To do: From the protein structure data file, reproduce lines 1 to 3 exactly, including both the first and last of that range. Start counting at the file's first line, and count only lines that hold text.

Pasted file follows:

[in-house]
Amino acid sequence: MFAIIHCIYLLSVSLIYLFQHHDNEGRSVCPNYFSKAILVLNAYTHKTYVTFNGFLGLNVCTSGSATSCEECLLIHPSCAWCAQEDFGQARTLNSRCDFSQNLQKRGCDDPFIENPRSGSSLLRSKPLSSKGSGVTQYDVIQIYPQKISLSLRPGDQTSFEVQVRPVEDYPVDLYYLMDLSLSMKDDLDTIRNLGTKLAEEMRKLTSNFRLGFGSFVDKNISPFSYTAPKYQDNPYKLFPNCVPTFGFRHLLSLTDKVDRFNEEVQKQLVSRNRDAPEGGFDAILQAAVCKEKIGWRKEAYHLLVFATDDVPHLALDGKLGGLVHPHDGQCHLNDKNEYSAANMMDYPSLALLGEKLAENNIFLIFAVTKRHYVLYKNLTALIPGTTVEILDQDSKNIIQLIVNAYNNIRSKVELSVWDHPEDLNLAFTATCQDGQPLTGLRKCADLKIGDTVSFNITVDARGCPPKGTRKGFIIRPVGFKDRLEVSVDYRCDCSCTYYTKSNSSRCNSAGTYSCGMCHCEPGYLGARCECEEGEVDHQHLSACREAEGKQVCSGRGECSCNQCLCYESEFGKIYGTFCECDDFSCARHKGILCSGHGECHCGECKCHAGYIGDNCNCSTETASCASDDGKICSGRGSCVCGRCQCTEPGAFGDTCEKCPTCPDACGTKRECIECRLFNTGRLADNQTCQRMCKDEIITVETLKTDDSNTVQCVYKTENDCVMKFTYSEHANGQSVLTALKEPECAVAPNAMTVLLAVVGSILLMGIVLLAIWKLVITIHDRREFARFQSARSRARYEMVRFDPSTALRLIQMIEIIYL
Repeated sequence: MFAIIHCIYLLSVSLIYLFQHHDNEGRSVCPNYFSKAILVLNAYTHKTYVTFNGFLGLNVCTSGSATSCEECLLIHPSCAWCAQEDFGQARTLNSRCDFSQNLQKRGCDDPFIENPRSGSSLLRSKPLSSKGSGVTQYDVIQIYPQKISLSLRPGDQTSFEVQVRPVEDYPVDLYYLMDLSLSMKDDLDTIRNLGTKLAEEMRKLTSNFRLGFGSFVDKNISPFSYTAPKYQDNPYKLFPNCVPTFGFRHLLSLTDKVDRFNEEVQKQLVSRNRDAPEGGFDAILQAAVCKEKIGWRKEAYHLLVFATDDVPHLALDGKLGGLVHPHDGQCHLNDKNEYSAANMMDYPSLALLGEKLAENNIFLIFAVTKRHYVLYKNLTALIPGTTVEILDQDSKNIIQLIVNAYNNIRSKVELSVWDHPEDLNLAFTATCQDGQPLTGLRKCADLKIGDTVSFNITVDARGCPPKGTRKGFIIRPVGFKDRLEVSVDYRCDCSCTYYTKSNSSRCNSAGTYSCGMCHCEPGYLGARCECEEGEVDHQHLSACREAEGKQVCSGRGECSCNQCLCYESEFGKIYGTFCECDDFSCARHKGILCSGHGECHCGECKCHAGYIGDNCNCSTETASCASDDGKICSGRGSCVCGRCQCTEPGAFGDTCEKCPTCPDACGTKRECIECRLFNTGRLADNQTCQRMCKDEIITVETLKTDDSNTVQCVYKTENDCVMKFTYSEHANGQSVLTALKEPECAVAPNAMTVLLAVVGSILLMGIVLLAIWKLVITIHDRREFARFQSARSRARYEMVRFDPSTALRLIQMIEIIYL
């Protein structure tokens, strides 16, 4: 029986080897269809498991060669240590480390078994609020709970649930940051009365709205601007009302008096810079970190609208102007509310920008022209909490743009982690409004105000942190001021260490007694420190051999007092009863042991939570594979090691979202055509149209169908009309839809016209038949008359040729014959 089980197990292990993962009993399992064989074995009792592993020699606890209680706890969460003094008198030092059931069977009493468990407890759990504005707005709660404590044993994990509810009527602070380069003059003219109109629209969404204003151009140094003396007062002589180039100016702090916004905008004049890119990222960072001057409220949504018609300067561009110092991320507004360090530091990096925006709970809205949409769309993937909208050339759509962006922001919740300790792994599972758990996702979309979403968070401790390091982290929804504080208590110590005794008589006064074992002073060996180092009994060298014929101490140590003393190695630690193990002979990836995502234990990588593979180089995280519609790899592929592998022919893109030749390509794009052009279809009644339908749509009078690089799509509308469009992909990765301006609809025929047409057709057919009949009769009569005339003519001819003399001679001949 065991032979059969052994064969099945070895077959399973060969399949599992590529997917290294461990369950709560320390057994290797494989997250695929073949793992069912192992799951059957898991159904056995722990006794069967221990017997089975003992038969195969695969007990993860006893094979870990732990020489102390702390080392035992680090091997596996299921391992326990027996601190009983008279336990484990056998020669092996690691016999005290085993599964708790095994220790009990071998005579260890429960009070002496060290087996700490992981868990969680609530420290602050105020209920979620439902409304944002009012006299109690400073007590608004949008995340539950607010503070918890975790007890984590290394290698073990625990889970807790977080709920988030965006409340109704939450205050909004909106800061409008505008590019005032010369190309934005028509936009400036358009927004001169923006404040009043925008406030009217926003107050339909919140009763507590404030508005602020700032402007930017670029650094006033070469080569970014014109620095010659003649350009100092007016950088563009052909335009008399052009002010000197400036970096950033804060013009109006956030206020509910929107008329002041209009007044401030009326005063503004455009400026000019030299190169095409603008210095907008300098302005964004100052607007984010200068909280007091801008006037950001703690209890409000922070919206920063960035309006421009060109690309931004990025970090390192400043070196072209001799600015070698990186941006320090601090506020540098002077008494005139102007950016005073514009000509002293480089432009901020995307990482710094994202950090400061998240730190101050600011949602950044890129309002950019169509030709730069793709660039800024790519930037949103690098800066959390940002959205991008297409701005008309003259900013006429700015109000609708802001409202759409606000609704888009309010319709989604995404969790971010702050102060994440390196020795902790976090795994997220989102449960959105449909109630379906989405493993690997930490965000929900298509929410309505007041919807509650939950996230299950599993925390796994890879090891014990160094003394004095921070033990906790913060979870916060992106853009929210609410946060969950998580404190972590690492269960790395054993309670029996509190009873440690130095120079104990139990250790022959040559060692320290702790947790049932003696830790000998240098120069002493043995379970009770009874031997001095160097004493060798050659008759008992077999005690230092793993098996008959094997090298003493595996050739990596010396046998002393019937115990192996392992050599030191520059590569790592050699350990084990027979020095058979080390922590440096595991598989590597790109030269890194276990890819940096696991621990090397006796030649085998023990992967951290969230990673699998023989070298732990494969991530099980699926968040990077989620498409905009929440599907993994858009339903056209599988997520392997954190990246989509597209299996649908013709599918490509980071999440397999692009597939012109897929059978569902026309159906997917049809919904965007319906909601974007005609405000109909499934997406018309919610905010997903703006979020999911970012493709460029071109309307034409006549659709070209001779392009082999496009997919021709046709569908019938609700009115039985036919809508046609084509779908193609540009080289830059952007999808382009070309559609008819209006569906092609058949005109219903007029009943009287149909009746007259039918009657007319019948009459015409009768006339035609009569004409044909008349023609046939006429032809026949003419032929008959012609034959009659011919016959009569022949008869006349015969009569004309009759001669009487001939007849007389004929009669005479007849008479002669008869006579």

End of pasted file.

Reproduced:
[in-house]
Amino acid sequence: MFAIIHCIYLLSVSLIYLFQHHDNEGRSVCPNYFSKAILVLNAYTHKTYVTFNGFLGLNVCTSGSATSCEECLLIHPSCAWCAQEDFGQARTLNSRCDFSQNLQKRGCDDPFIENPRSGSSLLRSKPLSSKGSGVTQYDVIQIYPQKISLSLRPGDQTSFEVQVRPVEDYPVDLYYLMDLSLSMKDDLDTIRNLGTKLAEEMRKLTSNFRLGFGSFVDKNISPFSYTAPKYQDNPYKLFPNCVPTFGFRHLLSLTDKVDRFNEEVQKQLVSRNRDAPEGGFDAILQAAVCKEKIGWRKEAYHLLVFATDDVPHLALDGKLGGLVHPHDGQCHLNDKNEYSAANMMDYPSLALLGEKLAENNIFLIFAVTKRHYVLYKNLTALIPGTTVEILDQDSKNIIQLIVNAYNNIRSKVELSVWDHPEDLNLAFTATCQDGQPLTGLRKCADLKIGDTVSFNITVDARGCPPKGTRKGFIIRPVGFKDRLEVSVDYRCDCSCTYYTKSNSSRCNSAGTYSCGMCHCEPGYLGARCECEEGEVDHQHLSACREAEGKQVCSGRGECSCNQCLCYESEFGKIYGTFCECDDFSCARHKGILCSGHGECHCGECKCHAGYIGDNCNCSTETASCASDDGKICSGRGSCVCGRCQCTEPGAFGDTCEKCPTCPDACGTKRECIECRLFNTGRLADNQTCQRMCKDEIITVETLKTDDSNTVQCVYKTENDCVMKFTYSEHANGQSVLTALKEPECAVAPNAMTVLLAVVGSILLMGIVLLAIWKLVITIHDRREFARFQSARSRARYEMVRFDPSTALRLIQMIEIIYL
Repeated sequence: MFAIIHCIYLLSVSLIYLFQHHDNEGRSVCPNYFSKAILVLNAYTHKTYVTFNGFLGLNVCTSGSATSCEECLLIHPSCAWCAQEDFGQARTLNSRCDFSQNLQKRGCDDPFIENPRSGSSLLRSKPLSSKGSGVTQYDVIQIYPQKISLSLRPGDQTSFEVQVRPVEDYPVDLYYLMDLSLSMKDDLDTIRNLGTKLAEEMRKLTSNFRLGFGSFVDKNISPFSYTAPKYQDNPYKLFPNCVPTFGFRHLLSLTDKVDRFNEEVQKQLVSRNRDAPEGGFDAILQAAVCKEKIGWRKEAYHLLVFATDDVPHLALDGKLGGLVHPHDGQCHLNDKNEYSAANMMDYPSLALLGEKLAENNIFLIFAVTKRHYVLYKNLTALIPGTTVEILDQDSKNIIQLIVNAYNNIRSKVELSVWDHPEDLNLAFTATCQDGQPLTGLRKCADLKIGDTVSFNITVDARGCPPKGTRKGFIIRPVGFKDRLEVSVDYRCDCSCTYYTKSNSSRCNSAGTYSCGMCHCEPGYLGARCECEEGEVDHQHLSACREAEGKQVCSGRGECSCNQCLCYESEFGKIYGTFCECDDFSCARHKGILCSGHGECHCGECKCHAGYIGDNCNCSTETASCASDDGKICSGRGSCVCGRCQCTEPGAFGDTCEKCPTCPDACGTKRECIECRLFNTGRLADNQTCQRMCKDEIITVETLKTDDSNTVQCVYKTENDCVMKFTYSEHANGQSVLTALKEPECAVAPNAMTVLLAVVGSILLMGIVLLAIWKLVITIHDRREFARFQSARSRARYEMVRFDPSTALRLIQMIEIIYL